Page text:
Children and young people are regularly killed and injured in incidents with farm vehicles. Learning the lessons won’t bring them back but is vital if we’re to stop child deaths on farms.
“I don’t think the words health and safety were mentioned.” Forty-four-year-old Martin’s eyes light up nonetheless as he talks about life on the farm where he grew up and worked from a young age. Now a project manager for a firm in London, as a teenager he helped with the livestock and to bring in the harvest, which also involved him driving a tractor and trailer. “I got a lot from it – when I came to learn to drive at 17, I was a much better driver because of that experience, and passed first time with only a handful of lessons.”
Although it’s illegal for people to drive in the UK until they are 17, on farms, from the age of 13 it’s legal to drive certain vehicles. Yet, incidents are not unknown. Being struck by a moving vehicle is the leading cause of fatalities on farms. In HSE’s fatalities statistics 2018/19, two children under the age of five were fatally injured by vehicles. On 8 July this year, 15-year-old schoolgirl Iris Goldsmith died while driving a vehicle, which overturned and crushed her, on a field near her family’s Somerset farm.
To find out why incidents are happening, and what guidance there is to protect children from such tragedies, we spoke to Andrew Turner, HSE’s head of agriculture. He tells us the main reasons why children suffer injuries or death on farms and what campaigns are doing on the issue.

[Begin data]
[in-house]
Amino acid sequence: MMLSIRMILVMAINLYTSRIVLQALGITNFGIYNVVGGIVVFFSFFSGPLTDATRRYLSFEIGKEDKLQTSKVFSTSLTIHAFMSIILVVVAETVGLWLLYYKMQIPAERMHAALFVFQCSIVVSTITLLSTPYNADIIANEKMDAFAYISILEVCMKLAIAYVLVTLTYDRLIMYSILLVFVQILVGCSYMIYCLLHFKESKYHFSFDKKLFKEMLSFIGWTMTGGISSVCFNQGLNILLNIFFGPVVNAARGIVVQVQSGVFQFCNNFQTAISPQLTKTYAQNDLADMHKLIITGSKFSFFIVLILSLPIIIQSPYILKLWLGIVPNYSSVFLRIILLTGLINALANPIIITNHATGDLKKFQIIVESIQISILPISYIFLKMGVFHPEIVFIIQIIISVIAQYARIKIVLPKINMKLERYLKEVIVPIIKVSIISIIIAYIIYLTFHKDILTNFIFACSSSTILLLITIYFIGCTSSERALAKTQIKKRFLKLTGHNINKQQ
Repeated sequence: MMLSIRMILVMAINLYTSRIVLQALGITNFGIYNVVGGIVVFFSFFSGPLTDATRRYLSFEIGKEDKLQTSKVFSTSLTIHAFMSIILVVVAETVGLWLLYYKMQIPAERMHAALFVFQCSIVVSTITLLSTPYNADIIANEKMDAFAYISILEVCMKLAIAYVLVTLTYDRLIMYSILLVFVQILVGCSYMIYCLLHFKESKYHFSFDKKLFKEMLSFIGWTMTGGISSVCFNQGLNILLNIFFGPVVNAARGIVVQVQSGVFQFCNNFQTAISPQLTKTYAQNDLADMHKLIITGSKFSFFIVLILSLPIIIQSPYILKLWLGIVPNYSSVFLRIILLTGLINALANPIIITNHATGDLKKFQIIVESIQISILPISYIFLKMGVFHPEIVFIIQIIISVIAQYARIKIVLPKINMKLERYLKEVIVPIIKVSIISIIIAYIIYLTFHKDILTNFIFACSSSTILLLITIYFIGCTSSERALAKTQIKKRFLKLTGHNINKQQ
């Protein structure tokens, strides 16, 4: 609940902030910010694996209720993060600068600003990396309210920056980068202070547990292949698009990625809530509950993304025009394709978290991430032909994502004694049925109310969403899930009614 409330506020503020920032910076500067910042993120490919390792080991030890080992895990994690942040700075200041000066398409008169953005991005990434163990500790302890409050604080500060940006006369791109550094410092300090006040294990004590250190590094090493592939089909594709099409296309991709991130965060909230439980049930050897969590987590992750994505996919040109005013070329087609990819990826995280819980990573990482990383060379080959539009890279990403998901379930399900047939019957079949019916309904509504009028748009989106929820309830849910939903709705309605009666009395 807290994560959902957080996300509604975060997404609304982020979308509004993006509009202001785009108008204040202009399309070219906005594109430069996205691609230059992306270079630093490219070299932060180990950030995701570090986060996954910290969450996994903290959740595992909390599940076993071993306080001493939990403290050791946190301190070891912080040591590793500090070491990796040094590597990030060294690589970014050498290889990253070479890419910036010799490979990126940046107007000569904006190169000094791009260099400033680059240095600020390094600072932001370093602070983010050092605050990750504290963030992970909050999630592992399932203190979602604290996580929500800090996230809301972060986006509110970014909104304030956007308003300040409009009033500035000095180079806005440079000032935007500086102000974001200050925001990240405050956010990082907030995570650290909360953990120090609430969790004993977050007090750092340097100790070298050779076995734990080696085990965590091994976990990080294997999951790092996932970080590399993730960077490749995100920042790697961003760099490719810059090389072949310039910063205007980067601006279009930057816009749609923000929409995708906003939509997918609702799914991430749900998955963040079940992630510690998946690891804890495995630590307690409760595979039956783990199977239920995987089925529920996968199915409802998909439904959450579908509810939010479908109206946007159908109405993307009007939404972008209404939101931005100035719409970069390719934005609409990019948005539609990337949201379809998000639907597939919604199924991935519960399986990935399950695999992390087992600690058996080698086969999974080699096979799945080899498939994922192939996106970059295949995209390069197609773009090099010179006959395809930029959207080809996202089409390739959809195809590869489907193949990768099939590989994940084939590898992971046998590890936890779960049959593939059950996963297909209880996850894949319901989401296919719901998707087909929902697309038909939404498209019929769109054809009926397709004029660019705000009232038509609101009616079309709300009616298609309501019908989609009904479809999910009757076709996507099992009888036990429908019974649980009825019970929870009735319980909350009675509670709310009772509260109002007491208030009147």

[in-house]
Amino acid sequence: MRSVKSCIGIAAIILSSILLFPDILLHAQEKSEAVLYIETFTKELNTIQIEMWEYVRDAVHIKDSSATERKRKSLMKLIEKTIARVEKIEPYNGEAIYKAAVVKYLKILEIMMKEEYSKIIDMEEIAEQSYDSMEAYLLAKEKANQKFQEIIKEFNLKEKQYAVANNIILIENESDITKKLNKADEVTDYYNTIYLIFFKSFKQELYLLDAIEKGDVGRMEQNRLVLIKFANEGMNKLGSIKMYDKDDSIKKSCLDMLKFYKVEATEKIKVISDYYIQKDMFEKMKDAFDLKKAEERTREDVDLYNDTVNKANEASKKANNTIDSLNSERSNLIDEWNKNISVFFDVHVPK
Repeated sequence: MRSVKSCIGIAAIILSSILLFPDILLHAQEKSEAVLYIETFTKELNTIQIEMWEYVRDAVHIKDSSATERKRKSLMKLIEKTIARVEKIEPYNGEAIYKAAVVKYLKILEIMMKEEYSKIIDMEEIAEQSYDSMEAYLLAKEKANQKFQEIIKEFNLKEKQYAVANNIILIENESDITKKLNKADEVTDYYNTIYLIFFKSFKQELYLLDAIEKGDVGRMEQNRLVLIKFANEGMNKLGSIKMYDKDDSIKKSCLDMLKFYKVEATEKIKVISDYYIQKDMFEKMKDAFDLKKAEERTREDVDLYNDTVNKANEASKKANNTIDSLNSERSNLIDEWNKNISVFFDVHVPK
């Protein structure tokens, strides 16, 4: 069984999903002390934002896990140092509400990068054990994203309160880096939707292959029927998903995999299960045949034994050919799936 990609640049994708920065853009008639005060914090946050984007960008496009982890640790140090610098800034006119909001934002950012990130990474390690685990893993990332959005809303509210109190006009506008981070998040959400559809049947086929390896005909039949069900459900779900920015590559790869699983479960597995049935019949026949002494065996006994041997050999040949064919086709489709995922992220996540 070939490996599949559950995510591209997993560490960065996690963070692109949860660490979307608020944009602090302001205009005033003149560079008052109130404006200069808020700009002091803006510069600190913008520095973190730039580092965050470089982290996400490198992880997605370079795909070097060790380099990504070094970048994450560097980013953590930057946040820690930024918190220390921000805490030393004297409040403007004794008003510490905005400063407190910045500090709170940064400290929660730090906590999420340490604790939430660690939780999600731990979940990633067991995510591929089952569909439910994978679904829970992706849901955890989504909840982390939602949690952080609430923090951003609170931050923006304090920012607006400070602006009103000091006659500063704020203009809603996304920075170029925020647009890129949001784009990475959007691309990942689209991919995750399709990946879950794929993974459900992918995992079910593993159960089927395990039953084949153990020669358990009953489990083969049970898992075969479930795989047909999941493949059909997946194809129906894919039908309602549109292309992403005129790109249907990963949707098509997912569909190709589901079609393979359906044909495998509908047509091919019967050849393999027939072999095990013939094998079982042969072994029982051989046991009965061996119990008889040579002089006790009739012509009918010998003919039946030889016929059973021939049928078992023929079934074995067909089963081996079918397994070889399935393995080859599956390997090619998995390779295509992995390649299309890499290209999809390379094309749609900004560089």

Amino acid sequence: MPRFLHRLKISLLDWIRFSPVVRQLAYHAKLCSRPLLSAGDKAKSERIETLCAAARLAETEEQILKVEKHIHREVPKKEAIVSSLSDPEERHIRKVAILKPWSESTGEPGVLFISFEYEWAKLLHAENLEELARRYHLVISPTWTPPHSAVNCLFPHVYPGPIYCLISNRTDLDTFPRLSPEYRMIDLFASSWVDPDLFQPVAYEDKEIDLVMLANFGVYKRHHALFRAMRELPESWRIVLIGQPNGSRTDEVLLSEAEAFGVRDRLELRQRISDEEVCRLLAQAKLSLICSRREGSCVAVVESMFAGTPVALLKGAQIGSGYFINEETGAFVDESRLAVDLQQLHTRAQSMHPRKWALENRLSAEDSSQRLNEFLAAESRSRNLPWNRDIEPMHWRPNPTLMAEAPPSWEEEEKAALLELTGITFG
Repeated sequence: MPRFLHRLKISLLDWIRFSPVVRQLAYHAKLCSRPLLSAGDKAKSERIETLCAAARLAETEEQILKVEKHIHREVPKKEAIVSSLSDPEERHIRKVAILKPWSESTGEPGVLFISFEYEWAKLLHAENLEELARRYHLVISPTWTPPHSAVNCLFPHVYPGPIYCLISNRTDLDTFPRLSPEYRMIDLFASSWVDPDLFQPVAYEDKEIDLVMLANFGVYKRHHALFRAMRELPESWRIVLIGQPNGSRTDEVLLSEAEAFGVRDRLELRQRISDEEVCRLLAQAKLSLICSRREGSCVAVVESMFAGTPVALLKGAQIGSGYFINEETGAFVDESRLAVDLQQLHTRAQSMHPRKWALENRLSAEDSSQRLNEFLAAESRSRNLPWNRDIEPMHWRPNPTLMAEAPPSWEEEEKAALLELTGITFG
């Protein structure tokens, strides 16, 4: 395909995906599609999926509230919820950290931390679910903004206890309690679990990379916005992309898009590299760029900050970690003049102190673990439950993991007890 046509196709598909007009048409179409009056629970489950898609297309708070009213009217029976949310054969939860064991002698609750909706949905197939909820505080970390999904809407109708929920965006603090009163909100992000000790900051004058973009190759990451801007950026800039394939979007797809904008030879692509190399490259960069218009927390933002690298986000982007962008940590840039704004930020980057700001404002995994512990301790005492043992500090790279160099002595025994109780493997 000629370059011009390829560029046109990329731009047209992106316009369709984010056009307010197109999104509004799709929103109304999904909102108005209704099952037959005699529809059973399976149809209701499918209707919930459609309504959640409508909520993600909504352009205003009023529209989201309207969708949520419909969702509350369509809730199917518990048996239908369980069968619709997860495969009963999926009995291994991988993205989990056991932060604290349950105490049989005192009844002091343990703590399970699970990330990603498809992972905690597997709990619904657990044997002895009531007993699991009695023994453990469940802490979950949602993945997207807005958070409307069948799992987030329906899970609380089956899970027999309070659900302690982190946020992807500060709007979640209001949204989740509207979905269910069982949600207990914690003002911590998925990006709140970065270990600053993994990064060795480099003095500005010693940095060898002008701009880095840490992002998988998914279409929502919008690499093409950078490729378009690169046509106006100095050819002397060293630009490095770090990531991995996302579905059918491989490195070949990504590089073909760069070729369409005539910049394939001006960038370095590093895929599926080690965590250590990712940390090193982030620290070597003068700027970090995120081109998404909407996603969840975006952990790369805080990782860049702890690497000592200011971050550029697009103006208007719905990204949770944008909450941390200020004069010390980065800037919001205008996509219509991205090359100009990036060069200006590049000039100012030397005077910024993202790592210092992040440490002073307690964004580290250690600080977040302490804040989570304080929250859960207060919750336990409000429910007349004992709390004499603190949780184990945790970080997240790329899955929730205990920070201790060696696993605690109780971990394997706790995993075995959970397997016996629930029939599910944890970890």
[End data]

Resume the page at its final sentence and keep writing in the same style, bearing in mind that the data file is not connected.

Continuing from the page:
Falling out of a cab
HSE’s Preventing accidents to children on farms guidance says it is illegal to carry children under the age of 13 as passengers in tractor cabs. Yet, the same report has many examples of children falling out of tractor cabs and being killed.
“Whatever the industry might think, for 60 years it’s been illegal to take your child on your tractor down to the field to look at the cows,” says Andrew, referencing 1958 safety laws. “And it’s been illegal because children die – if you look at our guidance – these are all real-life examples, they die because they fall out of the cab, or because they’re dropped off, get out of the cab and the parent doesn’t realise they’ve stepped in front of the vehicle. If you’re involved in agriculture you’ll appreciate the size of some modern agricultural machinery. Imagine how easy it is to lose sight of a small child around the vehicle.”
Lack of supervision
Children are natural explorers and farms, often located right next to their home, are tempting places for adventure. There is clear guidance that children should be aware that farms are hazardous and if a child is found on the farm, people should “stop work and take them somewhere safe”. But the battle is fighting a mindset.
“When it comes to managing the risks for children, farmers don’t see the farm as a home right next to a workplace, they see it as one thing,” says Andrew. “But the home is a place where children grow up and should be able to grow up safely, whereas the farm is a workplace. If the home was next to a building site, every parent would see it as wrong to let that child wander about the construction site. But in agriculture people forget that once that child steps out of the safe area, they’ve actually walked into a workplace.”
The next danger point is around supervision. Most children under five who are killed in farm accidents are with an adult at the time. This is because it is very difficult to supervise children, especially toddlers, when doing work that requires close attention.